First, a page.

President Bush Tuesday dismissed Democrats’ claims that domestic producers are not actively pursuing their oil and natural gas leases and that excessive speculation is responsible for escalating crude oil prices.

It’s in producers’ “economic interest to continue to explore so as to reduce the capital costs of [a] project on a per barrel basis,” the president said during a briefing with reporters at the White House. He also noted that producers lose their bonuses if they fail to explore a federal lease within a set period of time.

“People say, ‘what about the speculators'” and their role in driving up energy prices. “I think you can’t help but notice there’s some volatility in price…On the other hand, the fundamentals are what’s really driving the long-term price of oil, and that is demand for oil has increased and supply has not kept up with it,” Bush said.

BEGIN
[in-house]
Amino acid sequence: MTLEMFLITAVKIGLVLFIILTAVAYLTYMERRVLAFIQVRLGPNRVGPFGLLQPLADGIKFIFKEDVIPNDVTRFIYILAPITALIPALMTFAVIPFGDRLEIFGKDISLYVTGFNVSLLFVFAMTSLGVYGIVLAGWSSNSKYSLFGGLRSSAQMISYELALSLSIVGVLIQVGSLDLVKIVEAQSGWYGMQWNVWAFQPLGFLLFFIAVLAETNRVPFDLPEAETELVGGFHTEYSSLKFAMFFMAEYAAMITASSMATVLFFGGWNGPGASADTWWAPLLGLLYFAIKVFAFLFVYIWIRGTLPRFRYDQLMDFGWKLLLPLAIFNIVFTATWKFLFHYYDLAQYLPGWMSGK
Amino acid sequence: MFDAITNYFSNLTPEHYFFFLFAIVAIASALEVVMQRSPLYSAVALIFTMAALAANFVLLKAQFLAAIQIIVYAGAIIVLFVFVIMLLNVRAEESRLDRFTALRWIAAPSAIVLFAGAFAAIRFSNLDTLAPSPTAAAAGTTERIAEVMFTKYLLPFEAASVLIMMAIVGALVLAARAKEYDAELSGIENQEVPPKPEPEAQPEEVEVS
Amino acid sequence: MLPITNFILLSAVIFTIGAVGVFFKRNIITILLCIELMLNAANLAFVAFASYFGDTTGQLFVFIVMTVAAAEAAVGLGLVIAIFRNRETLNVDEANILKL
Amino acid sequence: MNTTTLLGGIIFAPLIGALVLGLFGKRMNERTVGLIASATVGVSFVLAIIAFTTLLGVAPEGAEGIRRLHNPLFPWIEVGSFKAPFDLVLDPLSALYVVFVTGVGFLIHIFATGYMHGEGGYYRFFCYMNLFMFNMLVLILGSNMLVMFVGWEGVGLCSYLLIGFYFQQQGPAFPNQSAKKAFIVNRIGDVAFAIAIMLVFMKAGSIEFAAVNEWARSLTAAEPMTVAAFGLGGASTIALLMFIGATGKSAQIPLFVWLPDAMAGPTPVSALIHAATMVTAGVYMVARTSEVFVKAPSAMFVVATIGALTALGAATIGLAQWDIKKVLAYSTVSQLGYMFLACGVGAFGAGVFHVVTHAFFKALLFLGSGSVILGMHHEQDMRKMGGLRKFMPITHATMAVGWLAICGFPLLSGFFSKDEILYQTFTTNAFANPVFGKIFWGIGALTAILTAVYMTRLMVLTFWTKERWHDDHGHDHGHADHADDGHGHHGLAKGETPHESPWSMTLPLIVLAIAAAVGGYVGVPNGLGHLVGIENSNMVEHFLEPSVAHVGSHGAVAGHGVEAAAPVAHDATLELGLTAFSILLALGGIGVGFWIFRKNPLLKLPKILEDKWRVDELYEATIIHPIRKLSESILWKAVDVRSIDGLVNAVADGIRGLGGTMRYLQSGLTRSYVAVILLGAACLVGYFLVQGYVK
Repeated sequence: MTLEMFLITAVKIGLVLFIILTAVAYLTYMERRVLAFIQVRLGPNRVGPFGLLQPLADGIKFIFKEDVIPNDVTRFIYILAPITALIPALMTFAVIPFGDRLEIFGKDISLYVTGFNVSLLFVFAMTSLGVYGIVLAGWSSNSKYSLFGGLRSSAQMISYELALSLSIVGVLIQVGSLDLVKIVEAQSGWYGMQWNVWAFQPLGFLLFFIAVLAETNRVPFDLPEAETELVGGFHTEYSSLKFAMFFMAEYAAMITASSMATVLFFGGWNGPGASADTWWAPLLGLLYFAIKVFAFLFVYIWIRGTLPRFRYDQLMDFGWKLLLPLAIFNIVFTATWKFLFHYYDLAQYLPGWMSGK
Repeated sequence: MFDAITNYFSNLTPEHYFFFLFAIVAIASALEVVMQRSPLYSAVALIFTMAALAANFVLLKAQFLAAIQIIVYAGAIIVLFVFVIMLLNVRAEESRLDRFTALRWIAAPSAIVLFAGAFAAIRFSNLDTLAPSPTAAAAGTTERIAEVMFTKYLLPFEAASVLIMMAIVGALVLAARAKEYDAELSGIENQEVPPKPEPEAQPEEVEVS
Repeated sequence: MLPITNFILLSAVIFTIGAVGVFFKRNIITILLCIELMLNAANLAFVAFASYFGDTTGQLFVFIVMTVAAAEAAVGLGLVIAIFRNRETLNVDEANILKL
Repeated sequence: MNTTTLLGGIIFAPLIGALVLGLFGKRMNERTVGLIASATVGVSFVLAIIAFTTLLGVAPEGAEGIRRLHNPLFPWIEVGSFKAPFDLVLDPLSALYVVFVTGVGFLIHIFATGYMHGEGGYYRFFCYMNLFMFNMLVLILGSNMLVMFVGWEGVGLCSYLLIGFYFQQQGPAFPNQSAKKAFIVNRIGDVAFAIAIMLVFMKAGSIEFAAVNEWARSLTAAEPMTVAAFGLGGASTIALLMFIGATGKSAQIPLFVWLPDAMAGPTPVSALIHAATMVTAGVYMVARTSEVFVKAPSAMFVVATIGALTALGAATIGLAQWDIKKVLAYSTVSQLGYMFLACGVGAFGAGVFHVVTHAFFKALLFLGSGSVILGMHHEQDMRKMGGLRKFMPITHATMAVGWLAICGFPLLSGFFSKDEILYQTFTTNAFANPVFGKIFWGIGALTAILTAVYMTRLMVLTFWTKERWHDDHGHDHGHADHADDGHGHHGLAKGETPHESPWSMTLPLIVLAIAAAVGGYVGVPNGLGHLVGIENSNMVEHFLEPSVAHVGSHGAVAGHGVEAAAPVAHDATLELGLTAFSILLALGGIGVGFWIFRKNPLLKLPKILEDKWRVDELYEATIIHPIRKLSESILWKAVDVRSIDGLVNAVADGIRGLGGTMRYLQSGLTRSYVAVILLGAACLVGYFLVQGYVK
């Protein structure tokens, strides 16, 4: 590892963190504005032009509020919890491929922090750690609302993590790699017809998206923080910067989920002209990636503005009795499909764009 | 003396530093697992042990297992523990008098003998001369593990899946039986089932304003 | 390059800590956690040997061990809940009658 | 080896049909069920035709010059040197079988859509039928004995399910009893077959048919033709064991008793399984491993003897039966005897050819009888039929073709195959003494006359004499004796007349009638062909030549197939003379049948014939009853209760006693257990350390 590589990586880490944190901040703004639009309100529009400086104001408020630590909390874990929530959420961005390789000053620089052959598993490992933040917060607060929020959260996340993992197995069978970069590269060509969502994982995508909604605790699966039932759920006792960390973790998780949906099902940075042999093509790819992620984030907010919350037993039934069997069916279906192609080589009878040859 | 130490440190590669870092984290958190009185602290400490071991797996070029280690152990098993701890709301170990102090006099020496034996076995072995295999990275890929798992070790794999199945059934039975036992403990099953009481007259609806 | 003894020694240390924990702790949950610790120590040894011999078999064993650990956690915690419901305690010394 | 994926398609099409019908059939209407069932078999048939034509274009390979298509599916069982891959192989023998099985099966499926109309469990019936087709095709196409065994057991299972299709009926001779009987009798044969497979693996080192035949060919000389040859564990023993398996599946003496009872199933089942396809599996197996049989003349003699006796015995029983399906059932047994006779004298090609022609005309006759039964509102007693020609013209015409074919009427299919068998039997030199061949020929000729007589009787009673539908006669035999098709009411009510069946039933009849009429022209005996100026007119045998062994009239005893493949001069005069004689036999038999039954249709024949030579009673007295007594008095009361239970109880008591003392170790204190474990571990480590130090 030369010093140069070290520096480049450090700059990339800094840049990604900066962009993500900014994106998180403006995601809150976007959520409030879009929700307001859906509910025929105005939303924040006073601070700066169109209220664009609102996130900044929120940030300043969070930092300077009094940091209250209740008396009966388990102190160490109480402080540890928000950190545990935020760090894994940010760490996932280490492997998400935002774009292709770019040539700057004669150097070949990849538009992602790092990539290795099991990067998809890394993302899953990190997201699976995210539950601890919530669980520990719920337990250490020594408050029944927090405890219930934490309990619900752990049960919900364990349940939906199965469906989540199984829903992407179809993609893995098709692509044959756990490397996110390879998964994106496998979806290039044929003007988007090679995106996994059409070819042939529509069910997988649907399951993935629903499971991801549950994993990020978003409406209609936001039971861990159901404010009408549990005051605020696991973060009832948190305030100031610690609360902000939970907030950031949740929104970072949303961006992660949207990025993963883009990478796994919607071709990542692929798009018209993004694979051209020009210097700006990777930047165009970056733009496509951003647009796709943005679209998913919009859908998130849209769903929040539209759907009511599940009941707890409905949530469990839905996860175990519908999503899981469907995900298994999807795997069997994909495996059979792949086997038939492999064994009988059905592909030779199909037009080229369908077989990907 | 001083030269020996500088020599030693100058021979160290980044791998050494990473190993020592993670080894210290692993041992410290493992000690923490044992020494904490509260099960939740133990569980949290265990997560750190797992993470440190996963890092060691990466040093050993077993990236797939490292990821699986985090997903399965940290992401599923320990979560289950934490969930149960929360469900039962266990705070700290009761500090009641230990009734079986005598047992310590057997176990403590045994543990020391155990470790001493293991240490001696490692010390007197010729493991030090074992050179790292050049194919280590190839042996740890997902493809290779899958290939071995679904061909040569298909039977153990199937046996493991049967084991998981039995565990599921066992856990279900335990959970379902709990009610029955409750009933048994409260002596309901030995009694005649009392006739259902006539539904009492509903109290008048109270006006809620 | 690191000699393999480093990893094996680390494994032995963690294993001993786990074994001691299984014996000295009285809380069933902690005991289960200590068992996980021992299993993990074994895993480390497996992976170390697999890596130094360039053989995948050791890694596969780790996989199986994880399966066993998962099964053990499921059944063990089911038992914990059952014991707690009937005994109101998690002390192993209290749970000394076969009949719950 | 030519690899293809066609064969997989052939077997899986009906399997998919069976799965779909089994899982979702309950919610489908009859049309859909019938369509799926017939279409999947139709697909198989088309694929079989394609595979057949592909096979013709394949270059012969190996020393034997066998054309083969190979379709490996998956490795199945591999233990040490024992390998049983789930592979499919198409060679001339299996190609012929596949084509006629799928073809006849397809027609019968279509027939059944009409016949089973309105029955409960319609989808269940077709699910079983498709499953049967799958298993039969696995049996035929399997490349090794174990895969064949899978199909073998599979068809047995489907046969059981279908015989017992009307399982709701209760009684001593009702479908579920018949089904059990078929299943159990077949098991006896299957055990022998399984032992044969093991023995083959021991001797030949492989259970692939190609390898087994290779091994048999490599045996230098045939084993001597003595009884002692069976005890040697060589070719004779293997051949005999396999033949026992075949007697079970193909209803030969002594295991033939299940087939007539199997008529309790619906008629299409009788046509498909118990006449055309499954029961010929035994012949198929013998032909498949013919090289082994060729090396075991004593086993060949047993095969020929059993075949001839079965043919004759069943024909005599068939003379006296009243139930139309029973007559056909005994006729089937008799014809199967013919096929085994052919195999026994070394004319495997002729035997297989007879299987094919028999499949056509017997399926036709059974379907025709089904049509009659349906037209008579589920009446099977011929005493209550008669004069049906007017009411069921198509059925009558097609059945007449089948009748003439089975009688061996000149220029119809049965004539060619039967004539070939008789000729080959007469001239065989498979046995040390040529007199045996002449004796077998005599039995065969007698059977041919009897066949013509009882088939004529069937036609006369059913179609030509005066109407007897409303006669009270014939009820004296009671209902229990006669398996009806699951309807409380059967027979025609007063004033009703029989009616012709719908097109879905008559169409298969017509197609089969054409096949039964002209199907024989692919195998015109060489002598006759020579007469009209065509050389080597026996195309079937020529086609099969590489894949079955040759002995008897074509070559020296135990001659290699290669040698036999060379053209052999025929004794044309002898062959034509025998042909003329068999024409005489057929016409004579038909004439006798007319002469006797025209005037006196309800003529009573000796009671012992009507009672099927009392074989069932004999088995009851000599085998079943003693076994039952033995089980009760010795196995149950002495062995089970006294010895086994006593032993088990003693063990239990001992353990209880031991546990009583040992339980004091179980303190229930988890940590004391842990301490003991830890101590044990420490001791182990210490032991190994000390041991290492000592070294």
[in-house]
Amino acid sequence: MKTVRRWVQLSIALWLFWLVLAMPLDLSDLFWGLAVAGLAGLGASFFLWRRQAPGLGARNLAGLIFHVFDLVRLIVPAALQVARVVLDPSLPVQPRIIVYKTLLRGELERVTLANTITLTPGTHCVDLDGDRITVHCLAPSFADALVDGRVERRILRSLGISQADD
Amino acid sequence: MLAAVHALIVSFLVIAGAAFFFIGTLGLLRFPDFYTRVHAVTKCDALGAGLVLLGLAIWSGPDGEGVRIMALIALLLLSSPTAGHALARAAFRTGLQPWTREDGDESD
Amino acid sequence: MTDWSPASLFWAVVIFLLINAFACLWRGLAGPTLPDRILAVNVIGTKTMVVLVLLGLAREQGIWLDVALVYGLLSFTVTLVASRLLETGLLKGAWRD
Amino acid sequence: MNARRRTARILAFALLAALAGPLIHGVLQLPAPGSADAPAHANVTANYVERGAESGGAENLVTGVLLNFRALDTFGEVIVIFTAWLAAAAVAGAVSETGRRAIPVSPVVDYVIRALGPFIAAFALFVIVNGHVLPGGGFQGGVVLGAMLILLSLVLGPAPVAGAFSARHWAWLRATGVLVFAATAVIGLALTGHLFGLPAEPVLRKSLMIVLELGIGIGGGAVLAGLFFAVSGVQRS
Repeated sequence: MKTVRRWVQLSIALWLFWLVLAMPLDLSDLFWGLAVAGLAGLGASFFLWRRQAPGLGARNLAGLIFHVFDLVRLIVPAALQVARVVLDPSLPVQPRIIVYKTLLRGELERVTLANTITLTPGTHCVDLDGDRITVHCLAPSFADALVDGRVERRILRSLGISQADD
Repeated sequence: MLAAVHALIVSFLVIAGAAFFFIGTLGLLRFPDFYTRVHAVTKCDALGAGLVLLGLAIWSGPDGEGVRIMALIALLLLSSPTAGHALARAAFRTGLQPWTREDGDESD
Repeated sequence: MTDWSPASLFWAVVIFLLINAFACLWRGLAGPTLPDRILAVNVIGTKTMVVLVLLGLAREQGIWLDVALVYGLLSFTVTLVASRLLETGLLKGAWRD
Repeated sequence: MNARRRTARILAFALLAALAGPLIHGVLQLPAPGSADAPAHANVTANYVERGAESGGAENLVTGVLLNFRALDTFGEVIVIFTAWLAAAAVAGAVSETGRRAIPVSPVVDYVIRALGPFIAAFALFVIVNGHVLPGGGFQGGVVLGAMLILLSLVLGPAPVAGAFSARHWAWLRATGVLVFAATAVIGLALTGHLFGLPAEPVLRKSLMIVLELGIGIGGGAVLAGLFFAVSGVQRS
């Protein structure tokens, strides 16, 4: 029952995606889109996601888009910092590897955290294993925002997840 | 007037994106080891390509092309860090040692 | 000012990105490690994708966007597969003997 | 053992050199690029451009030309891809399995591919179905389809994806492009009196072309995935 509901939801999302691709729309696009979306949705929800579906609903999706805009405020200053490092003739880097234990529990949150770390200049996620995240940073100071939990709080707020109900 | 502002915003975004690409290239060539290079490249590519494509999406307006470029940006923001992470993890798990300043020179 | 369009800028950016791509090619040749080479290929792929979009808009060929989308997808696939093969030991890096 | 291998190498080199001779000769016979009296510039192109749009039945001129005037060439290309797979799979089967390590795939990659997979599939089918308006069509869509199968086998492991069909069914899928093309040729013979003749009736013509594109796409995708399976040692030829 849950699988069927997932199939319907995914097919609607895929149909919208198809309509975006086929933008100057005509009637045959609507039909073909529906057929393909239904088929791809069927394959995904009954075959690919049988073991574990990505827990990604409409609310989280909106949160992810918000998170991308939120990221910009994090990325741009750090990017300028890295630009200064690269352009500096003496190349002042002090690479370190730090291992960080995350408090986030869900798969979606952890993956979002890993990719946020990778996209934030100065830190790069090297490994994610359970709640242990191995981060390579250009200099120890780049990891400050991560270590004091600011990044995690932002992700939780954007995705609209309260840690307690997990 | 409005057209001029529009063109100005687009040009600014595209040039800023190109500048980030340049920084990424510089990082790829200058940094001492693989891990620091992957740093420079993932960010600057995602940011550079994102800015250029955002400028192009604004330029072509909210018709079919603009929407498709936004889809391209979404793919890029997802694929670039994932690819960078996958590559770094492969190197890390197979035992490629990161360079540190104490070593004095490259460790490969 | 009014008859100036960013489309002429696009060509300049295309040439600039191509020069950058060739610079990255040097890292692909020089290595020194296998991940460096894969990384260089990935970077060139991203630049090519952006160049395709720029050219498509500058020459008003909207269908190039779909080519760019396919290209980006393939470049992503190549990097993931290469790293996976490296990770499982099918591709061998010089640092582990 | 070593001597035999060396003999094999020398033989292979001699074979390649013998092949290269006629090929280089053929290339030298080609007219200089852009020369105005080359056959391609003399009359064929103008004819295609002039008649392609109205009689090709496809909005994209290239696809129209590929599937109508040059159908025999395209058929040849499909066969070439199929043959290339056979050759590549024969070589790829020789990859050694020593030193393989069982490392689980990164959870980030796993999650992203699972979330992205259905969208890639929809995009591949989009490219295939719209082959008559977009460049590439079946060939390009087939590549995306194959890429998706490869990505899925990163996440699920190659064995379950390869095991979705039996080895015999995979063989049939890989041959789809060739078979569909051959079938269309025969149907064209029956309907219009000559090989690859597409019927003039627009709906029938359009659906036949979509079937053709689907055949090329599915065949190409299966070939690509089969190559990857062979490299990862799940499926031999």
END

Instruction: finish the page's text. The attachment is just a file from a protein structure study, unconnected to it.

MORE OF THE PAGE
Moreover, he indicated that Congress was blind to the technological changes in the energy industry. There are “new technologies that have come to be and yet we’ve got an old energy policy that hasn’t recognized how the industry has changed.”

The president’s remarks come one day after he issued a memorandum repealing an executive ban on oil and natural gas drilling in much of the federal Outer Continental Shelf that his father put in place in 1990. Bush’s action now puts the ball in Congress’ court, which must lift its 27-year-old moratorium if the way is to be cleared for exploration and production off the East and West coasts and in the eastern Gulf of Mexico (see Daily GPI, July 15).

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